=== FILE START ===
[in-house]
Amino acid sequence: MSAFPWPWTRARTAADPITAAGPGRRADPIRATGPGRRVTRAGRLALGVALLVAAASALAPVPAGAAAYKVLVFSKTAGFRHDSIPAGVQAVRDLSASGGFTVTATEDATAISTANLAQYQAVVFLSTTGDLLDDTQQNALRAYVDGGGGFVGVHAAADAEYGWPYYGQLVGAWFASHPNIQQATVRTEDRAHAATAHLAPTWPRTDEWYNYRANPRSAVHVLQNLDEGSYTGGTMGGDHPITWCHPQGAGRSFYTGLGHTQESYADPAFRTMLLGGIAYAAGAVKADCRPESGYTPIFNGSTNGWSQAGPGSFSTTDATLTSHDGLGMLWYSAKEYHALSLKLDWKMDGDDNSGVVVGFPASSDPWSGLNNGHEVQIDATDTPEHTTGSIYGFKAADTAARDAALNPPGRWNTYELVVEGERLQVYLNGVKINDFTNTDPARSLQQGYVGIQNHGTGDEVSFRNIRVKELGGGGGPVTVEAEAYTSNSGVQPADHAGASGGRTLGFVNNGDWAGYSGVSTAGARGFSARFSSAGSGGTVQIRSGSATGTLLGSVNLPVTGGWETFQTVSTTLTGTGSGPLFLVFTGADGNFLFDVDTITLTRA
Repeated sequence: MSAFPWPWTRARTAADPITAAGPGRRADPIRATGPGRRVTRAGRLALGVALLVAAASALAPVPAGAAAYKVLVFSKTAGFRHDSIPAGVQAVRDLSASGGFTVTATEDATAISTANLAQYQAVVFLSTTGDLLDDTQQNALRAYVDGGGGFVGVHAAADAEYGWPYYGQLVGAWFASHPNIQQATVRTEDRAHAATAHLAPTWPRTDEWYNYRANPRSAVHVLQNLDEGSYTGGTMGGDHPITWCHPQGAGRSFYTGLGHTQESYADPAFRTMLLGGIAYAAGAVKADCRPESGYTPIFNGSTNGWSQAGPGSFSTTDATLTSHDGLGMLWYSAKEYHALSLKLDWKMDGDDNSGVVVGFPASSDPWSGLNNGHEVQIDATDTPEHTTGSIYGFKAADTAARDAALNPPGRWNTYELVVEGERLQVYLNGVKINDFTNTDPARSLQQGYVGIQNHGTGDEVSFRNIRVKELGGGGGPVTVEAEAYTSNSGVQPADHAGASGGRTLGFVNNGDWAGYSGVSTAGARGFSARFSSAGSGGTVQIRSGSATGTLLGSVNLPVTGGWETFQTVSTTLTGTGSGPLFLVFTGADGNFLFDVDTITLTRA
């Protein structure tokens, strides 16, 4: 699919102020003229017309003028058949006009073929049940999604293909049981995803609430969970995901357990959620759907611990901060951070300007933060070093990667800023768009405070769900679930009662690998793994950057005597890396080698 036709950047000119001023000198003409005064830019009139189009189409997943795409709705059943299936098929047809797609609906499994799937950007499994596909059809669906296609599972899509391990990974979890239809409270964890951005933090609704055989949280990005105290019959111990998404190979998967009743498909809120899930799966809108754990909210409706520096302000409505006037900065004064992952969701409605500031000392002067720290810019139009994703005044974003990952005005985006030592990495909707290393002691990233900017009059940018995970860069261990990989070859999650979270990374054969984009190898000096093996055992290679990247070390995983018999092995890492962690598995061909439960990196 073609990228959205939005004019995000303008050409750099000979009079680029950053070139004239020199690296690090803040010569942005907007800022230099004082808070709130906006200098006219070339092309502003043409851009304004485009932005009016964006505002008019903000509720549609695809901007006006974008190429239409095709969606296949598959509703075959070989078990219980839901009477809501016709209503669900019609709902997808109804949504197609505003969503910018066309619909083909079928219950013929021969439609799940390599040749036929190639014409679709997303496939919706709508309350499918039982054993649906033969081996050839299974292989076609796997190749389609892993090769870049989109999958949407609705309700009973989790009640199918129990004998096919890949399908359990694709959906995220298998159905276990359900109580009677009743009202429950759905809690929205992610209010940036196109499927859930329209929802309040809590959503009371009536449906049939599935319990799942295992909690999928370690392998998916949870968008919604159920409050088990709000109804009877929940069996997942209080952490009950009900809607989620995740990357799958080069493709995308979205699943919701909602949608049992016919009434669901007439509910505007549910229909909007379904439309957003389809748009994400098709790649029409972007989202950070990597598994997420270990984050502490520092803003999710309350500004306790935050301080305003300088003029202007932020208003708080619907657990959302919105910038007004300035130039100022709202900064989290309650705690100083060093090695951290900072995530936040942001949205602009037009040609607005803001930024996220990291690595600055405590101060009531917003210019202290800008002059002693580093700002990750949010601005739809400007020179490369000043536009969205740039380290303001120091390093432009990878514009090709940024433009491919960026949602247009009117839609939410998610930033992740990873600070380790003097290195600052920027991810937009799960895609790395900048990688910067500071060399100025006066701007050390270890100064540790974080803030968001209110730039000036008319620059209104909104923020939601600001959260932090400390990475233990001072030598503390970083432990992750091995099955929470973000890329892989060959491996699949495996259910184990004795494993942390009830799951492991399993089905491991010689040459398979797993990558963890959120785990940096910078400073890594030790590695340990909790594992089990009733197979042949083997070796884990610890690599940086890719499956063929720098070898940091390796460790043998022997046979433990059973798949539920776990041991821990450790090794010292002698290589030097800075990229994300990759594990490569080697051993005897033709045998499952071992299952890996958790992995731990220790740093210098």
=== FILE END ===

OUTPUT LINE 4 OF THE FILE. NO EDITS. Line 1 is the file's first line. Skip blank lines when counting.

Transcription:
């Protein structure tokens, strides 16, 4: 699919102020003229017309003028058949006009073929049940999604293909049981995803609430969970995901357990959620759907611990901060951070300007933060070093990667800023768009405070769900679930009662690998793994950057005597890396080698 036709950047000119001023000198003409005064830019009139189009189409997943795409709705059943299936098929047809797609609906499994799937950007499994596909059809669906296609599972899509391990990974979890239809409270964890951005933090609704055989949280990005105290019959111990998404190979998967009743498909809120899930799966809108754990909210409706520096302000409505006037900065004064992952969701409605500031000392002067720290810019139009994703005044974003990952005005985006030592990495909707290393002691990233900017009059940018995970860069261990990989070859999650979270990374054969984009190898000096093996055992290679990247070390995983018999092995890492962690598995061909439960990196 073609990228959205939005004019995000303008050409750099000979009079680029950053070139004239020199690296690090803040010569942005907007800022230099004082808070709130906006200098006219070339092309502003043409851009304004485009932005009016964006505002008019903000509720549609695809901007006006974008190429239409095709969606296949598959509703075959070989078990219980839901009477809501016709209503669900019609709902997808109804949504197609505003969503910018066309619909083909079928219950013929021969439609799940390599040749036929190639014409679709997303496939919706709508309350499918039982054993649906033969081996050839299974292989076609796997190749389609892993090769870049989109999958949407609705309700009973989790009640199918129990004998096919890949399908359990694709959906995220298998159905276990359900109580009677009743009202429950759905809690929205992610209010940036196109499927859930329209929802309040809590959503009371009536449906049939599935319990799942295992909690999928370690392998998916949870968008919604159920409050088990709000109804009877929940069996997942209080952490009950009900809607989620995740990357799958080069493709995308979205699943919701909602949608049992016919009434669901007439509910505007549910229909909007379904439309957003389809748009994400098709790649029409972007989202950070990597598994997420270990984050502490520092803003999710309350500004306790935050301080305003300088003029202007932020208003708080619907657990959302919105910038007004300035130039100022709202900064989290309650705690100083060093090695951290900072995530936040942001949205602009037009040609607005803001930024996220990291690595600055405590101060009531917003210019202290800008002059002693580093700002990750949010601005739809400007020179490369000043536009969205740039380290303001120091390093432009990878514009090709940024433009491919960026949602247009009117839609939410998610930033992740990873600070380790003097290195600052920027991810937009799960895609790395900048990688910067500071060399100025006066701007050390270890100064540790974080803030968001209110730039000036008319620059209104909104923020939601600001959260932090400390990475233990001072030598503390970083432990992750091995099955929470973000890329892989060959491996699949495996259910184990004795494993942390009830799951492991399993089905491991010689040459398979797993990558963890959120785990940096910078400073890594030790590695340990909790594992089990009733197979042949083997070796884990610890690599940086890719499956063929720098070898940091390796460790043998022997046979433990059973798949539920776990041991821990450790090794010292002698290589030097800075990229994300990759594990490569080697051993005897033709045998499952071992299952890996958790992995731990220790740093210098």